Annual T.B.L. Webster Memorial Lecture
Who cooked Aristotle’s dinner? Women and the ancient (Greek) economy
Where are the women in the study of ancient economies? Their relative invisibility can only be partially explained by the surviving sources given that the last 50 years has seen a great deal of work on women and gender in other fields of ancient history. Routinely in accounts of ancient economies women’s experience is either ignored or viewed in limited terms and economic actors conceptualized as being male by default. This talk argues that through the employment of a feminist theoretical framework we can suggest new ways to consider multiple aspects of ancient economies.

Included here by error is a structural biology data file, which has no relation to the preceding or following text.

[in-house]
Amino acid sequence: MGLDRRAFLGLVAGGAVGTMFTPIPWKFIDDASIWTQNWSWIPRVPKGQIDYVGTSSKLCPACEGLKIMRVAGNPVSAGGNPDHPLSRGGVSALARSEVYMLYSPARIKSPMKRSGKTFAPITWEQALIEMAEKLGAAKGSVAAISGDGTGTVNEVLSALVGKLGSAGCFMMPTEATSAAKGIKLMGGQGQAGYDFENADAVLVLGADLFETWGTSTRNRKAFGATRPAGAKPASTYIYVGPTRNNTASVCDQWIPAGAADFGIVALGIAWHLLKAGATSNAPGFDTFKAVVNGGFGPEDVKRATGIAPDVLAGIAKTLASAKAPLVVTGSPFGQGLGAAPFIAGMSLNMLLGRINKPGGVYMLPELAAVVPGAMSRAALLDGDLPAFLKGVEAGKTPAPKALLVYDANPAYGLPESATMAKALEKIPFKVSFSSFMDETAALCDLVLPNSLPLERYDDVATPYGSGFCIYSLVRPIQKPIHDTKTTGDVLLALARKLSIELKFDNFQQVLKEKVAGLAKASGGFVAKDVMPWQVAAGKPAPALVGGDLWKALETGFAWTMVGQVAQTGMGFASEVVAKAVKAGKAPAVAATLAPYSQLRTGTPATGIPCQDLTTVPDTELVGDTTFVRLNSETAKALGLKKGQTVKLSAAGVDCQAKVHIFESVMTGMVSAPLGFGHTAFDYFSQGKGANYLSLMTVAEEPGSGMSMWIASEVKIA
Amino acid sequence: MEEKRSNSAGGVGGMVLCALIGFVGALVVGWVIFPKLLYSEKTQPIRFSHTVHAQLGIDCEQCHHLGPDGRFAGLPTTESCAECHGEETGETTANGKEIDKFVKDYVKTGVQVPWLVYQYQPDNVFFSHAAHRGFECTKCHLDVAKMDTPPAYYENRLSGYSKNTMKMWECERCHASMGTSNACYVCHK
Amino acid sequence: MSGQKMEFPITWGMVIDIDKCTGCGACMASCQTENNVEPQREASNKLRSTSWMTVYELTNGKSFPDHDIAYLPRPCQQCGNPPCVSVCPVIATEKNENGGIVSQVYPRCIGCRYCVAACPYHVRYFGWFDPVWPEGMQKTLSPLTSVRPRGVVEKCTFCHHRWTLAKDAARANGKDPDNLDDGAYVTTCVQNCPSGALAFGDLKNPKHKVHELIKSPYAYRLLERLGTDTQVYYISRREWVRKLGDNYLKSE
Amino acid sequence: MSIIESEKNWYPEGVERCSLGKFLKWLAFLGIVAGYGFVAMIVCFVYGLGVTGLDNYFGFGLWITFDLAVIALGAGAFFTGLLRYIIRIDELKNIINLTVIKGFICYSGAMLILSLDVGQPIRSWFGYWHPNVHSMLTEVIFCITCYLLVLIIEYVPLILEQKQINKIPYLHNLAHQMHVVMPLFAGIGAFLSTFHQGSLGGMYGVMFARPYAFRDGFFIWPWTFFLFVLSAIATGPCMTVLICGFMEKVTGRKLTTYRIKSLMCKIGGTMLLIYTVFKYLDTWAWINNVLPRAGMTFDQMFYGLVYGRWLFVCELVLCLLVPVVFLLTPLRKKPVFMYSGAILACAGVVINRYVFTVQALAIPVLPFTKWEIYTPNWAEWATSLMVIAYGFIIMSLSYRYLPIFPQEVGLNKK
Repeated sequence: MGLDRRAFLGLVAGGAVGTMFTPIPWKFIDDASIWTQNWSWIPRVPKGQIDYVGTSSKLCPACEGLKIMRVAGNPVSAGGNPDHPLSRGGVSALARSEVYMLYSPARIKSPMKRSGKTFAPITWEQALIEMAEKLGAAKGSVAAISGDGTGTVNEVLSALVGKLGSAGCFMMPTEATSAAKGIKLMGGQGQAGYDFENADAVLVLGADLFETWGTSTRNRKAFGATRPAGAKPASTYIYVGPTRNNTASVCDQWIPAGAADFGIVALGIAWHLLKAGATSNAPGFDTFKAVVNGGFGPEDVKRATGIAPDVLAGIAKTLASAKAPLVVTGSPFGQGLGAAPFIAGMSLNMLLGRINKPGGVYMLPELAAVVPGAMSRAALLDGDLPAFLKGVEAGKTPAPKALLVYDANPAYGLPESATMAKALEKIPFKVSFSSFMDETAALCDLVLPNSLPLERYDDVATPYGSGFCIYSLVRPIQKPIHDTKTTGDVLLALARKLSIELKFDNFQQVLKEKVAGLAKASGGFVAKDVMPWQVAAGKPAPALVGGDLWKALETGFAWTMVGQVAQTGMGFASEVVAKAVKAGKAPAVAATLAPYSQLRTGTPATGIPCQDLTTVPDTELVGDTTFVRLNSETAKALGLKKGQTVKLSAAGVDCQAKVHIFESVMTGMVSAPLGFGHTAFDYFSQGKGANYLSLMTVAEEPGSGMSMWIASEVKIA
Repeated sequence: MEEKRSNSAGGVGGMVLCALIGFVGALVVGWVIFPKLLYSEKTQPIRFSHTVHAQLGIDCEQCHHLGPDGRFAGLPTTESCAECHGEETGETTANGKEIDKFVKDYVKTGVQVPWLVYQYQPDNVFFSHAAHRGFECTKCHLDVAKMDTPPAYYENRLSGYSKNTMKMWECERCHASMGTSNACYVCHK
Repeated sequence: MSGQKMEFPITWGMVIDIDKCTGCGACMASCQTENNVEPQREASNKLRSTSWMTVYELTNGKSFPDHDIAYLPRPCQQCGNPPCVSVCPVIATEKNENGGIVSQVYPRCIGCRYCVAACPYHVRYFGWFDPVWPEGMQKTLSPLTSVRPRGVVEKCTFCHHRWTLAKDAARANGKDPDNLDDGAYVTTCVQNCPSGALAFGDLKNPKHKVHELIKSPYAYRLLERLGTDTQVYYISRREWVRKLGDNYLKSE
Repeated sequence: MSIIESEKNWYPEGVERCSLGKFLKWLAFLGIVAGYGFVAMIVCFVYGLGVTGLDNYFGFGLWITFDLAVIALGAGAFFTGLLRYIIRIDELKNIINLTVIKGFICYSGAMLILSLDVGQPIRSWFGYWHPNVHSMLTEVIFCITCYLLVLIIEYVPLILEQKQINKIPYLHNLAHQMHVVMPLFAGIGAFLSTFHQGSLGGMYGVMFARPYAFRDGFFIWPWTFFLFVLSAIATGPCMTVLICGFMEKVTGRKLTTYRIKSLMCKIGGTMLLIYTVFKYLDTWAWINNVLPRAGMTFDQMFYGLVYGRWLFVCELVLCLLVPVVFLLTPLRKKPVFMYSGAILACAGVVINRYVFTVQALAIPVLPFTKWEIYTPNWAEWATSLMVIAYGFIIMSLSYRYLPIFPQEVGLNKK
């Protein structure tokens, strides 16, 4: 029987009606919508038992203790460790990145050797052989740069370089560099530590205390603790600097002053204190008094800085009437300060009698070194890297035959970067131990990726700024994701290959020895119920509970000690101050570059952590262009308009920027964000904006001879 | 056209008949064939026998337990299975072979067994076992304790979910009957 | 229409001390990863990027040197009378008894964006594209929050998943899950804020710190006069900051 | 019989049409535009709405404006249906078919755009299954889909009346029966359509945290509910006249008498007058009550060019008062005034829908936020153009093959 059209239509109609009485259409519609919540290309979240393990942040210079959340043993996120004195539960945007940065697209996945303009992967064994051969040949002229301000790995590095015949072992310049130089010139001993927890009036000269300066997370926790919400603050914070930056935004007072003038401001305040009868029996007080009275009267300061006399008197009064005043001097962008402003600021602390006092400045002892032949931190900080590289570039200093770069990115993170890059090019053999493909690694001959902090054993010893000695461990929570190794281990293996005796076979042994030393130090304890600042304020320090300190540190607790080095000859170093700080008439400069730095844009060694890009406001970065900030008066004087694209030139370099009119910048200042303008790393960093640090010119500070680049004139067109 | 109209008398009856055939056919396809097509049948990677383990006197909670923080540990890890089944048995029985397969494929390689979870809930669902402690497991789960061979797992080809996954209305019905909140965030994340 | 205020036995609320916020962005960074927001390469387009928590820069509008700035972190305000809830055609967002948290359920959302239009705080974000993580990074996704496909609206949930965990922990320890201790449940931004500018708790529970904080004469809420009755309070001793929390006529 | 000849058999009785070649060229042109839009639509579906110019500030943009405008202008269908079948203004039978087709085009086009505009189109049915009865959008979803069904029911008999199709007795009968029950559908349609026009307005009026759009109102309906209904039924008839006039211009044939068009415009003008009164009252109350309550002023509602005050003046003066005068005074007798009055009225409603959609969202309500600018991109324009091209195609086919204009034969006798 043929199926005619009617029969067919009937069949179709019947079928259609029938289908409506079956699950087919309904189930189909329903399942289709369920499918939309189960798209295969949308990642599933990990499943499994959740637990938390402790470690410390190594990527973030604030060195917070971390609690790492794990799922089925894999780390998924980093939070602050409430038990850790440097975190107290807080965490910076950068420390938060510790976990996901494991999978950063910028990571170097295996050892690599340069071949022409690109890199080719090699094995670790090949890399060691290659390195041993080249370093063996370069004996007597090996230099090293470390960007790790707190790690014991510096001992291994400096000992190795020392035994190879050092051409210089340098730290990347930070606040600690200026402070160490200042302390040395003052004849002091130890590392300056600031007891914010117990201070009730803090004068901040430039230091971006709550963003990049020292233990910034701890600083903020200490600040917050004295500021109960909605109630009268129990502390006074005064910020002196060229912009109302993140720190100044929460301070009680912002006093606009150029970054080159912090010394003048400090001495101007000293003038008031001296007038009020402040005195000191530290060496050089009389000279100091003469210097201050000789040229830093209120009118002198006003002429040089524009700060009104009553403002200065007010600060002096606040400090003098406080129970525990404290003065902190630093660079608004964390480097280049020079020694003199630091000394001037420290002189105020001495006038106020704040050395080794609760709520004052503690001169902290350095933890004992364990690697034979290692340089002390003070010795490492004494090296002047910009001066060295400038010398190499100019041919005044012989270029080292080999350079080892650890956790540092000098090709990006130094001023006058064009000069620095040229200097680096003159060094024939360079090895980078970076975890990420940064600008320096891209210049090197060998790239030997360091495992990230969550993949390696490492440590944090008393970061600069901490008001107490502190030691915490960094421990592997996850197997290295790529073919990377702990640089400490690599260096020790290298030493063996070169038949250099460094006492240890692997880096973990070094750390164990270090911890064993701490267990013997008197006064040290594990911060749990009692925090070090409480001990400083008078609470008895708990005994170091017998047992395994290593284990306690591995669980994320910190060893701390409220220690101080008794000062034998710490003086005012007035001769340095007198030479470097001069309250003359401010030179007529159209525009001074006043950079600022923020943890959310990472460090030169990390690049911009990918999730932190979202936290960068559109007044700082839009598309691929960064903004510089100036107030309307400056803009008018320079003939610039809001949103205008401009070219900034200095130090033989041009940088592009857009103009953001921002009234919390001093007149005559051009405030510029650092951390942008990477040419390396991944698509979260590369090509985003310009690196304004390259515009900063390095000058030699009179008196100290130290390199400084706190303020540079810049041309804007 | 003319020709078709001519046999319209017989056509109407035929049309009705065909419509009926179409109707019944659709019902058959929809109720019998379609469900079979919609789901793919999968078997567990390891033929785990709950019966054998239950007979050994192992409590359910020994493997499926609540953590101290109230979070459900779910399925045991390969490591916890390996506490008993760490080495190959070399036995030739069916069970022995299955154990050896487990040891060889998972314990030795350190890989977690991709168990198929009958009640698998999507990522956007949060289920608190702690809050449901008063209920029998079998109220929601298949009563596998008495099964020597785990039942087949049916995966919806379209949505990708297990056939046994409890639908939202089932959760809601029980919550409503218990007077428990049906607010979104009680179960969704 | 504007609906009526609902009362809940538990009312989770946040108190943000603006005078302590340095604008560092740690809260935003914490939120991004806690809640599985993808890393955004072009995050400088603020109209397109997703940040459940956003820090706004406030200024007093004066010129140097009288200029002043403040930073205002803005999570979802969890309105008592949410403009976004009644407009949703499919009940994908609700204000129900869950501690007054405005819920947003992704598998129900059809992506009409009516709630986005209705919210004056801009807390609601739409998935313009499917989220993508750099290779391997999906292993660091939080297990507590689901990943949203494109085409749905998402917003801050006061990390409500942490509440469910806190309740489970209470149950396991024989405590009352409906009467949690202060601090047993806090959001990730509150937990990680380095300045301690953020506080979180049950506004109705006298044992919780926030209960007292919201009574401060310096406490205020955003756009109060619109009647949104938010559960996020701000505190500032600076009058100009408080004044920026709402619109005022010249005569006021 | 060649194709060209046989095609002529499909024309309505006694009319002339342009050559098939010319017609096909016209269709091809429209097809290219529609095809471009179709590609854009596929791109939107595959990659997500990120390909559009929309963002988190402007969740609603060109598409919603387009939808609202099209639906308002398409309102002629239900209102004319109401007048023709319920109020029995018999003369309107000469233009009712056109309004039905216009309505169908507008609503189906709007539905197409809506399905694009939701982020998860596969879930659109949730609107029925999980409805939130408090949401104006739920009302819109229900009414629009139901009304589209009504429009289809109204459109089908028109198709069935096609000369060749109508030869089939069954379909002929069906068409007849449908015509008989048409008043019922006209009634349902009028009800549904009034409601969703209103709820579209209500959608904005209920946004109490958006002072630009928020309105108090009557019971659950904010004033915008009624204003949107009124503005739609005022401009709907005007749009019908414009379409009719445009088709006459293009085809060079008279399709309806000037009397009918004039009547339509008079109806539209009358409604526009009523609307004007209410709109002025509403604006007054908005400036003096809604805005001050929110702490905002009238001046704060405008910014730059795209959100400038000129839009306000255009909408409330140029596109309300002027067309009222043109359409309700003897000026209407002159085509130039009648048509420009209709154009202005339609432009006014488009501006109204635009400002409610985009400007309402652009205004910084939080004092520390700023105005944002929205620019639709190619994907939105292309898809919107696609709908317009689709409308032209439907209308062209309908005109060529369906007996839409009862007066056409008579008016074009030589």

Claire Taylor is Associate Professor and John W. & Jeanne M. Rowe Chair of Ancient Greek History at the University of Wisconsin, Madison. She specializes in the social, political and economic history of fifth and fourth century Athens, with a focus on the lived experience of marginalized peoples and the evidence they left behind. Her most recent book, Poverty, Wealth, and Well-Being: Experiencing Penia in Democratic Athens (Oxford University Press, 2017), examines not only the discourses surrounding poverty in ancient Athens, but also the well-being of those categorized as poor and their experiences of poverty. She has also published work on ancient graffiti, political participation and female friendship.